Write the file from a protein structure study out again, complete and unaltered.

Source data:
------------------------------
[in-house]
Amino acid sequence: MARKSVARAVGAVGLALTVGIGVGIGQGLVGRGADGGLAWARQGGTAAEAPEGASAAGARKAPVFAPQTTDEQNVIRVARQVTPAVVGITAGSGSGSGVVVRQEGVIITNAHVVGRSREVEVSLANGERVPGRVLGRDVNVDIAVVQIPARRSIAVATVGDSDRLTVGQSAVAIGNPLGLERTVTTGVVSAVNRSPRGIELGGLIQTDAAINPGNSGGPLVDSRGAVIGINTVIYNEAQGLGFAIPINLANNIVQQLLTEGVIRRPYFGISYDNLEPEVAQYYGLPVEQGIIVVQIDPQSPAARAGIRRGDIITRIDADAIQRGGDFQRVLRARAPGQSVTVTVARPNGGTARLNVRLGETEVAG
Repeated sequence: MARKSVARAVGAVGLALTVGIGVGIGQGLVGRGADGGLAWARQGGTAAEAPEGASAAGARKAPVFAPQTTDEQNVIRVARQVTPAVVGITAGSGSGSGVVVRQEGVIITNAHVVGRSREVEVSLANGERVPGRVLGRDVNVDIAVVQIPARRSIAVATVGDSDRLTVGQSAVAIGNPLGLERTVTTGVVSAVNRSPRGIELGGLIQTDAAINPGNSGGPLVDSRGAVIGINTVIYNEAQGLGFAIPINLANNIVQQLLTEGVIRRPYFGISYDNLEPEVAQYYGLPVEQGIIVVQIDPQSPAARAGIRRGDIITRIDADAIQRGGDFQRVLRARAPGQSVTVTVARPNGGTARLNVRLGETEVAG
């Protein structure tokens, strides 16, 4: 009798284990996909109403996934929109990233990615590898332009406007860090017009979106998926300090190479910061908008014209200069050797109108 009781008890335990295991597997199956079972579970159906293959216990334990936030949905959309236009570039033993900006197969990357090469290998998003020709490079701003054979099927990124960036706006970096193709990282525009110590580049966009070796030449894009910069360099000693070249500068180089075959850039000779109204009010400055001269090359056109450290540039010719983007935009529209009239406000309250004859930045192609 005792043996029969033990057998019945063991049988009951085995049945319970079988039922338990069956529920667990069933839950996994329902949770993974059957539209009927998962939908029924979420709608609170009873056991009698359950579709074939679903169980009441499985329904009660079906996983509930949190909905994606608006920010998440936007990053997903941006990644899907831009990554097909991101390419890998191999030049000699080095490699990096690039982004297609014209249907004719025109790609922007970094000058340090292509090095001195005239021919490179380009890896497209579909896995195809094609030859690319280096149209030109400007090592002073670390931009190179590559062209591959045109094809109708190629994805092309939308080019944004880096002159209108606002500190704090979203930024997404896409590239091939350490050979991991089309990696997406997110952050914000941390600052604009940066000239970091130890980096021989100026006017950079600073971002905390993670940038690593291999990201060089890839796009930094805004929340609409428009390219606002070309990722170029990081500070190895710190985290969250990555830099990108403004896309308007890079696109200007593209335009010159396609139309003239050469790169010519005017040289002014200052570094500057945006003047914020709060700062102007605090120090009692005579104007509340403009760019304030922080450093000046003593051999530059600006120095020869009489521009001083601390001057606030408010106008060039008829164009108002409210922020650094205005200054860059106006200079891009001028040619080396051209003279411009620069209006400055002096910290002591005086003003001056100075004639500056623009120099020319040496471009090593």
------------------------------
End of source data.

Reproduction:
[in-house]
Amino acid sequence: MARKSVARAVGAVGLALTVGIGVGIGQGLVGRGADGGLAWARQGGTAAEAPEGASAAGARKAPVFAPQTTDEQNVIRVARQVTPAVVGITAGSGSGSGVVVRQEGVIITNAHVVGRSREVEVSLANGERVPGRVLGRDVNVDIAVVQIPARRSIAVATVGDSDRLTVGQSAVAIGNPLGLERTVTTGVVSAVNRSPRGIELGGLIQTDAAINPGNSGGPLVDSRGAVIGINTVIYNEAQGLGFAIPINLANNIVQQLLTEGVIRRPYFGISYDNLEPEVAQYYGLPVEQGIIVVQIDPQSPAARAGIRRGDIITRIDADAIQRGGDFQRVLRARAPGQSVTVTVARPNGGTARLNVRLGETEVAG
Repeated sequence: MARKSVARAVGAVGLALTVGIGVGIGQGLVGRGADGGLAWARQGGTAAEAPEGASAAGARKAPVFAPQTTDEQNVIRVARQVTPAVVGITAGSGSGSGVVVRQEGVIITNAHVVGRSREVEVSLANGERVPGRVLGRDVNVDIAVVQIPARRSIAVATVGDSDRLTVGQSAVAIGNPLGLERTVTTGVVSAVNRSPRGIELGGLIQTDAAINPGNSGGPLVDSRGAVIGINTVIYNEAQGLGFAIPINLANNIVQQLLTEGVIRRPYFGISYDNLEPEVAQYYGLPVEQGIIVVQIDPQSPAARAGIRRGDIITRIDADAIQRGGDFQRVLRARAPGQSVTVTVARPNGGTARLNVRLGETEVAG
């Protein structure tokens, strides 16, 4: 009798284990996909109403996934929109990233990615590898332009406007860090017009979106998926300090190479910061908008014209200069050797109108 009781008890335990295991597997199956079972579970159906293959216990334990936030949905959309236009570039033993900006197969990357090469290998998003020709490079701003054979099927990124960036706006970096193709990282525009110590580049966009070796030449894009910069360099000693070249500068180089075959850039000779109204009010400055001269090359056109450290540039010719983007935009529209009239406000309250004859930045192609 005792043996029969033990057998019945063991049988009951085995049945319970079988039922338990069956529920667990069933839950996994329902949770993974059957539209009927998962939908029924979420709608609170009873056991009698359950579709074939679903169980009441499985329904009660079906996983509930949190909905994606608006920010998440936007990053997903941006990644899907831009990554097909991101390419890998191999030049000699080095490699990096690039982004297609014209249907004719025109790609922007970094000058340090292509090095001195005239021919490179380009890896497209579909896995195809094609030859690319280096149209030109400007090592002073670390931009190179590559062209591959045109094809109708190629994805092309939308080019944004880096002159209108606002500190704090979203930024997404896409590239091939350490050979991991089309990696997406997110952050914000941390600052604009940066000239970091130890980096021989100026006017950079600073971002905390993670940038690593291999990201060089890839796009930094805004929340609409428009390219606002070309990722170029990081500070190895710190985290969250990555830099990108403004896309308007890079696109200007593209335009010159396609139309003239050469790169010519005017040289002014200052570094500057945006003047914020709060700062102007605090120090009692005579104007509340403009760019304030922080450093000046003593051999530059600006120095020869009489521009001083601390001057606030408010106008060039008829164009108002409210922020650094205005200054860059106006200079891009001028040619080396051209003279411009620069209006400055002096910290002591005086003003001056100075004639500056623009120099020319040496471009090593």